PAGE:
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Monkey World News

Rescued monkey finds love as Chelsea man is banned from keeping animals

10 June 2013

A CHELSEA man who kept his pet squirrel monkey in a birdcage in his office has been banned from keeping animals for two years.

Charlie the squirrel monkey was starved of affection and food in a birdcage designed for a budgie, when he was finally rescued by the RSPCA.

Amire Khan, 38, of Eardley Crescent, Chelsea, was found guilty of failing to meet the needs of Charlie, a three year old male squirrel monkey.

As well as the two year ban on keeping all animals he was made to pay costs of more than £500 at Uxbridge Magistrates Court.

However the future looks bright for little Charlie the squirrel monkey who now lives at Monkey World Ape Rescue Centre in Dorset with a female squirrel monkey.

RSPCA Inspector Vickey England visited Khan's office last year with primate experts from Monkey World Ape Rescue Centre in Dorset and the police. Inside they found the monkey living alone in a small, barren cage with no access to heat, UV light or the outdoors.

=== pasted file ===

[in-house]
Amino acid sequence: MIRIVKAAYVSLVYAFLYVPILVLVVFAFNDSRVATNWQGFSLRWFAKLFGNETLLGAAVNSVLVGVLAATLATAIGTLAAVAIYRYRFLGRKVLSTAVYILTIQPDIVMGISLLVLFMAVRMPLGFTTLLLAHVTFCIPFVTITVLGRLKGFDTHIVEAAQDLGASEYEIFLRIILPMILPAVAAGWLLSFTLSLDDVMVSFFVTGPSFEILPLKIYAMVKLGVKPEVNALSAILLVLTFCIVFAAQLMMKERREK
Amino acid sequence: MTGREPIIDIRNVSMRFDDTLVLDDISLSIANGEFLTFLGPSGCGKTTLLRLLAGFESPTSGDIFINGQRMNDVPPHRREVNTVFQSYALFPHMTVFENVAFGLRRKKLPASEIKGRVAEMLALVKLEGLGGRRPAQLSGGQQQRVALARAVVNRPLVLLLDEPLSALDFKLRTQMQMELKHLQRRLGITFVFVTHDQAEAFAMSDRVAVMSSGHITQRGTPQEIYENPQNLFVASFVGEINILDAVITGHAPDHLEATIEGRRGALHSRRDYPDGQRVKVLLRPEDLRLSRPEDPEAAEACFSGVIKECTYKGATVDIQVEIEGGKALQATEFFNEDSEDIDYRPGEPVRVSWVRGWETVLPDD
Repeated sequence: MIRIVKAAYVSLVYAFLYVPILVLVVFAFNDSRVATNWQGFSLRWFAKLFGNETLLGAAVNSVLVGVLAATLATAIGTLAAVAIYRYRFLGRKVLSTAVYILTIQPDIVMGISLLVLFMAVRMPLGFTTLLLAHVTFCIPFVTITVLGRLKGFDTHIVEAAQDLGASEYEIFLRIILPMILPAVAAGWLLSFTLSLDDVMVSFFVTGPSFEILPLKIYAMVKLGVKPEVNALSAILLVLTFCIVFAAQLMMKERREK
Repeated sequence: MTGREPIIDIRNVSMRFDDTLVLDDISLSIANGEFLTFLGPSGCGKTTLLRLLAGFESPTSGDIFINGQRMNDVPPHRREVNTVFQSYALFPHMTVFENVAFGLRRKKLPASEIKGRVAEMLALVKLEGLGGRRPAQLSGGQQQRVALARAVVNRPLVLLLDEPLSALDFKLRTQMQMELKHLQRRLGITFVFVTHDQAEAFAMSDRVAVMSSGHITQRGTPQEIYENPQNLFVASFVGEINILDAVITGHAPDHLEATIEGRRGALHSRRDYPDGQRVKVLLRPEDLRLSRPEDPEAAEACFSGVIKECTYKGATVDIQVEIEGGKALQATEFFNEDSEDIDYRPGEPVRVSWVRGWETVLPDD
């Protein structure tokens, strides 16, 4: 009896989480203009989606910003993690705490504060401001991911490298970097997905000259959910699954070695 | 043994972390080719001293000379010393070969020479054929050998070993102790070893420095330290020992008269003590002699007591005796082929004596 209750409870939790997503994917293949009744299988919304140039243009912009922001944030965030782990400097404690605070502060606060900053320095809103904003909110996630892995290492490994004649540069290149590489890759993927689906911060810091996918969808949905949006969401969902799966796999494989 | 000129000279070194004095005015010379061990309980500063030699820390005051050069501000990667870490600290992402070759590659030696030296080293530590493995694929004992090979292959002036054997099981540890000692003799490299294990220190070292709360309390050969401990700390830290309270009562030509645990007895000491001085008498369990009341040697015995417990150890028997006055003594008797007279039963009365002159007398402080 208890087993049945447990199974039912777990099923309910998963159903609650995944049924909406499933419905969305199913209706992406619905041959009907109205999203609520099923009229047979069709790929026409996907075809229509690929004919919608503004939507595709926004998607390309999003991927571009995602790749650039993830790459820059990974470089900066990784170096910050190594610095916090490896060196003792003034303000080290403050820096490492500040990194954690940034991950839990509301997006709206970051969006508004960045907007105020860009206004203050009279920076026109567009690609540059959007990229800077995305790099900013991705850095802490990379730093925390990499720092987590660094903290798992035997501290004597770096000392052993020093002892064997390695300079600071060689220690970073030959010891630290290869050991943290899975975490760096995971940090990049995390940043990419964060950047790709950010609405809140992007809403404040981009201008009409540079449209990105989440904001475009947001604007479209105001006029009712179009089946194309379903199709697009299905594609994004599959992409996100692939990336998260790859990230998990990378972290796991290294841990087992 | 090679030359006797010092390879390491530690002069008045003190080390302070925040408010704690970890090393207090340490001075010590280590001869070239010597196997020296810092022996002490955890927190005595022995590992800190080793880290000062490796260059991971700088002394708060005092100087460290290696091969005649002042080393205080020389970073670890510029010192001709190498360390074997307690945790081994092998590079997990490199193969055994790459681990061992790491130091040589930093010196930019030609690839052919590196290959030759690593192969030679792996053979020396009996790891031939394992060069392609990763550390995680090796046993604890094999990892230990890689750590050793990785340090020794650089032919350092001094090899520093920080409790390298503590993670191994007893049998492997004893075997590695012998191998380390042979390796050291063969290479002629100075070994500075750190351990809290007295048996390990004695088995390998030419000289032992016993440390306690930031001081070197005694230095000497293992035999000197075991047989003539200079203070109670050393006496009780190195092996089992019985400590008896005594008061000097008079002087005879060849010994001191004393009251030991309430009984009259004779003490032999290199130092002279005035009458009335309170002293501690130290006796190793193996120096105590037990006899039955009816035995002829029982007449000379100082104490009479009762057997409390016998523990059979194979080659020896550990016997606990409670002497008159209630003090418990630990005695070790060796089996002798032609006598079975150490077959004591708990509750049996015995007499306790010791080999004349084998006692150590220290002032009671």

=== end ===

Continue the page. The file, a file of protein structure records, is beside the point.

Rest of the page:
Squirrel monkeys are from Central and South America and need large social groups, lots of space, a complex environment and highly specialist care, as well as sunshine and the correct diet to prevent them from developing bone disease.

She said: "This is the reason I became an RSPCA inspector. From first catching sight of Chrlie, in his little dark cage, all by himself, to seeing him rescued and going to Monkey World for rehabilitation and a happy life, it is the most amazing feeling to know you have played a part in making this animal's life better.

"Khan was able to buy this monkey from a pet shop and clearly did not understand the complex needs and requirements of keeping a primate.

Squirrel monkeys may be seen as small and ease to keep but this is far from the truth - they are very hard to look after and totally unsuitable as pets."

This case highlights the problems involved with the growing UK trade in keeping primates as pets.

"We must stop this growing trade. It has become far too ease to pick up a monkey over the internet, especially since you don't need a licence to keep many of them," said Dr Ros Clubb, RSPCA senior wildlife scientist.

"Cases like this demonstrate why we're calling for a ban on primates kept as pets."

Although underweight and starved of company when he was removed, Charlie is now living happily at Monkey World, in a large outside enclosure, part-funded by the RSPCA, with the company of a female!

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